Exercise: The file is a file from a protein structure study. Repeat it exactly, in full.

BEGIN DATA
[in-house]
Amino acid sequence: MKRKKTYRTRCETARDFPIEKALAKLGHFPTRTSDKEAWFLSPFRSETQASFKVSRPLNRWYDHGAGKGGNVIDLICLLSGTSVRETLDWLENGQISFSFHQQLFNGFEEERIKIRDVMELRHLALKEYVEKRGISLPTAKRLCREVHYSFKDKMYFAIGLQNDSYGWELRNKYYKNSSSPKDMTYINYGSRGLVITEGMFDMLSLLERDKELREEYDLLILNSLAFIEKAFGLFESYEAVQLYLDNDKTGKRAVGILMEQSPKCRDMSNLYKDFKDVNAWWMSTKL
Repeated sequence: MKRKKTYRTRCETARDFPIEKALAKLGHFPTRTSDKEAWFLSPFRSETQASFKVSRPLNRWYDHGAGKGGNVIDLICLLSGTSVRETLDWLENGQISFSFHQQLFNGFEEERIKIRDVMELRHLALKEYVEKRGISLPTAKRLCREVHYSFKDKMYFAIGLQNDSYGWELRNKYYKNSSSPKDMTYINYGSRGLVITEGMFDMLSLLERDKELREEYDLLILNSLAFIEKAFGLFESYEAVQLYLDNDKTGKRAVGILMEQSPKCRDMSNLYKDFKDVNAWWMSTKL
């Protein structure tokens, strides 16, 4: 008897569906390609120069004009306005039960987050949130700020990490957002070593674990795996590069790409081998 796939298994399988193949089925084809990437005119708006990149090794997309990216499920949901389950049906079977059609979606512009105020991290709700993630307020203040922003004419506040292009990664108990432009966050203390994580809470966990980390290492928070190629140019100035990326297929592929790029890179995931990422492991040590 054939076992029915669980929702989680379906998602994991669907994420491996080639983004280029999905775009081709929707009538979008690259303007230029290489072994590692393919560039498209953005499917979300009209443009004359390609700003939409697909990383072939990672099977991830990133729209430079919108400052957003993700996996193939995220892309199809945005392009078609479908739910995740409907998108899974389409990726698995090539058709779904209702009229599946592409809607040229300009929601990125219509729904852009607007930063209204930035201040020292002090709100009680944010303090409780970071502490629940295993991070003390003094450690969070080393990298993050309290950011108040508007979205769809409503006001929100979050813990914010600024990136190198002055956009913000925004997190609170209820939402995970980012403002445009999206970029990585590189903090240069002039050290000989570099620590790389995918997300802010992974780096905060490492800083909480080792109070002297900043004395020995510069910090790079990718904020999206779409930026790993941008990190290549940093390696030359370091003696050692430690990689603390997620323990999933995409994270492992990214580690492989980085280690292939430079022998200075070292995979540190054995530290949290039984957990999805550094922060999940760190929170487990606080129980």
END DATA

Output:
[in-house]
Amino acid sequence: MKRKKTYRTRCETARDFPIEKALAKLGHFPTRTSDKEAWFLSPFRSETQASFKVSRPLNRWYDHGAGKGGNVIDLICLLSGTSVRETLDWLENGQISFSFHQQLFNGFEEERIKIRDVMELRHLALKEYVEKRGISLPTAKRLCREVHYSFKDKMYFAIGLQNDSYGWELRNKYYKNSSSPKDMTYINYGSRGLVITEGMFDMLSLLERDKELREEYDLLILNSLAFIEKAFGLFESYEAVQLYLDNDKTGKRAVGILMEQSPKCRDMSNLYKDFKDVNAWWMSTKL
Repeated sequence: MKRKKTYRTRCETARDFPIEKALAKLGHFPTRTSDKEAWFLSPFRSETQASFKVSRPLNRWYDHGAGKGGNVIDLICLLSGTSVRETLDWLENGQISFSFHQQLFNGFEEERIKIRDVMELRHLALKEYVEKRGISLPTAKRLCREVHYSFKDKMYFAIGLQNDSYGWELRNKYYKNSSSPKDMTYINYGSRGLVITEGMFDMLSLLERDKELREEYDLLILNSLAFIEKAFGLFESYEAVQLYLDNDKTGKRAVGILMEQSPKCRDMSNLYKDFKDVNAWWMSTKL
């Protein structure tokens, strides 16, 4: 008897569906390609120069004009306005039960987050949130700020990490957002070593674990795996590069790409081998 796939298994399988193949089925084809990437005119708006990149090794997309990216499920949901389950049906079977059609979606512009105020991290709700993630307020203040922003004419506040292009990664108990432009966050203390994580809470966990980390290492928070190629140019100035990326297929592929790029890179995931990422492991040590 054939076992029915669980929702989680379906998602994991669907994420491996080639983004280029999905775009081709929707009538979008690259303007230029290489072994590692393919560039498209953005499917979300009209443009004359390609700003939409697909990383072939990672099977991830990133729209430079919108400052957003993700996996193939995220892309199809945005392009078609479908739910995740409907998108899974389409990726698995090539058709779904209702009229599946592409809607040229300009929601990125219509729904852009607007930063209204930035201040020292002090709100009680944010303090409780970071502490629940295993991070003390003094450690969070080393990298993050309290950011108040508007979205769809409503006001929100979050813990914010600024990136190198002055956009913000925004997190609170209820939402995970980012403002445009999206970029990585590189903090240069002039050290000989570099620590790389995918997300802010992974780096905060490492800083909480080792109070002297900043004395020995510069910090790079990718904020999206779409930026790993941008990190290549940093390696030359370091003696050692430690990689603390997620323990999933995409994270492992990214580690492989980085280690292939430079022998200075070292995979540190054995530290949290039984957990999805550094922060999940760190929170487990606080129980």